(HOUSTON) -- A new study examined the effects of custom-tailoiring cancer treatments to specific cancers and individual patients, and its findings could change the way doctors and scientists fight the disease.
Personalized medicine is not uncommon in certain cancer specialties such as those involving breast cancers, for example. There, diagnosed cancers are quickly categorized according to their sensitivity to certain hormones, and patients are allocated to specific therapies based on the personalized profile of their individual disease.
But this approach is not widespread, and the study authors from the MD Anderson Cancer in Houston set out to prove that maybe it's time that every individual cancer is analyzed and treated according to its own unique, molecular signature. Maybe it's time to stop thinking about "lung cancer" and “skin cancer," and start identifying them according to their genetic markers regardless of where in the body they crop up.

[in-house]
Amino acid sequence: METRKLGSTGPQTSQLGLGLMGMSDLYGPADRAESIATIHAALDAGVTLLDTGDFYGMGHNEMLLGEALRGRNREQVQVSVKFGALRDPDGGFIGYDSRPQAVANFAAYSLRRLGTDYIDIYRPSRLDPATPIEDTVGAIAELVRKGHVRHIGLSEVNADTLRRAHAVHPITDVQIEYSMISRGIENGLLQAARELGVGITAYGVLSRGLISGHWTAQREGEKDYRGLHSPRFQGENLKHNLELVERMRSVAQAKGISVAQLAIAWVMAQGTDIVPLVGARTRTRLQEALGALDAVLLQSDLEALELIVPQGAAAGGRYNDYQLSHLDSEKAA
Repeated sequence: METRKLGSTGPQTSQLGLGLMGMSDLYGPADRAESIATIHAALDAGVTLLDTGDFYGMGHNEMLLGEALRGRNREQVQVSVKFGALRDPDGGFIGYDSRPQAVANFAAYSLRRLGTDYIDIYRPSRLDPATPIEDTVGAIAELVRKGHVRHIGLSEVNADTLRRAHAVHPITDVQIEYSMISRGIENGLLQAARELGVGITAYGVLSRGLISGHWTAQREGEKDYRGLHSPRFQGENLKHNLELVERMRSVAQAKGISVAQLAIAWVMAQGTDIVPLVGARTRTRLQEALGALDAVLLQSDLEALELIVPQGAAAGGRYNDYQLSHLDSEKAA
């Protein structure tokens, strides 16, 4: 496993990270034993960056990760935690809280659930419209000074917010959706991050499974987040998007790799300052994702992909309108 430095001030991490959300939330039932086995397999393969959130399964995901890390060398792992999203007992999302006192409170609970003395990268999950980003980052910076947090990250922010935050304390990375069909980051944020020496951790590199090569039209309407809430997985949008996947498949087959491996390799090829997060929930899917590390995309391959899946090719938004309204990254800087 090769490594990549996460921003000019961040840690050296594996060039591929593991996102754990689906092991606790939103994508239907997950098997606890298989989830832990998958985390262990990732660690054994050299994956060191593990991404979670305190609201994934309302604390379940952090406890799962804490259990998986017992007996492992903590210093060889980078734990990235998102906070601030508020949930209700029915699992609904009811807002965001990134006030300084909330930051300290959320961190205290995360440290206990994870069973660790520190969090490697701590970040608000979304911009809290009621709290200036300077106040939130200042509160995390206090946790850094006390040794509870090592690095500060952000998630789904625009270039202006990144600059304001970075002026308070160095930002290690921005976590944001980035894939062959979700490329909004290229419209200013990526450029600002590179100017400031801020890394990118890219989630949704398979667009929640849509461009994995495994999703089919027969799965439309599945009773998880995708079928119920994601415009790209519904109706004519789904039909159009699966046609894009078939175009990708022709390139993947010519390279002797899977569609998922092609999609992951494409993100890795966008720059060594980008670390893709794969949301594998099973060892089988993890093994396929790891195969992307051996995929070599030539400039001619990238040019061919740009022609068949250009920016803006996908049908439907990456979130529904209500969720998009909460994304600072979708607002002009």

More than 850 patients with metastatic or inoperable cancers had their tumors screened for specific genetic abnormalities. Over 350 patients had cancers with known genetic abnormalities, and there are drugs specifically tailored to kill those cancers. Impressively, the 175 patients who then received targeted therapy showed a 27 percent response rate compared to only eight percent in patients who didn't have their treatment "matched" to their cancer's genetic signature.
And even though this treatment only prolonged life -- by an average of 6 months -- the senior author of the study said that "this study affirms what we in the cancer community have been talking about for a decade -- matching drugs to patients. The time is now. The drugs are here."
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